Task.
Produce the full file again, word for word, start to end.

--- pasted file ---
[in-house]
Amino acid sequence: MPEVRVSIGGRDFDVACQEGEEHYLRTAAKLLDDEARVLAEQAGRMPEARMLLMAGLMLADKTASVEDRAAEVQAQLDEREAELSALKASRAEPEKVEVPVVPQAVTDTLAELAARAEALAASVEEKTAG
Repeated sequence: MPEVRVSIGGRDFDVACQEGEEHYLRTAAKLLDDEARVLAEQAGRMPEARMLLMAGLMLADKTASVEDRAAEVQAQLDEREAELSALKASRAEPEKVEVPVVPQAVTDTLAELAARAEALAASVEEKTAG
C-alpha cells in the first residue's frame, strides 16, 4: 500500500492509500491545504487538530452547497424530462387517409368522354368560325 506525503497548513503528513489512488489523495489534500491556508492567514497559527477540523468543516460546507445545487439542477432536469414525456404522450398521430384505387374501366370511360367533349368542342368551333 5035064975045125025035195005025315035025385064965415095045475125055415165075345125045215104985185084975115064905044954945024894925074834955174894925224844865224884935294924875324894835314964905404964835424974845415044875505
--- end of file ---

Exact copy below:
[in-house]
Amino acid sequence: MPEVRVSIGGRDFDVACQEGEEHYLRTAAKLLDDEARVLAEQAGRMPEARMLLMAGLMLADKTASVEDRAAEVQAQLDEREAELSALKASRAEPEKVEVPVVPQAVTDTLAELAARAEALAASVEEKTAG
Repeated sequence: MPEVRVSIGGRDFDVACQEGEEHYLRTAAKLLDDEARVLAEQAGRMPEARMLLMAGLMLADKTASVEDRAAEVQAQLDEREAELSALKASRAEPEKVEVPVVPQAVTDTLAELAARAEALAASVEEKTAG
C-alpha cells in the first residue's frame, strides 16, 4: 500500500492509500491545504487538530452547497424530462387517409368522354368560325 506525503497548513503528513489512488489523495489534500491556508492567514497559527477540523468543516460546507445545487439542477432536469414525456404522450398521430384505387374501366370511360367533349368542342368551333 5035064975045125025035195005025315035025385064965415095045475125055415165075345125045215104985185084975115064905044954945024894925074834955174894925224844865224884935294924875324894835314964905404964835424974845415044875505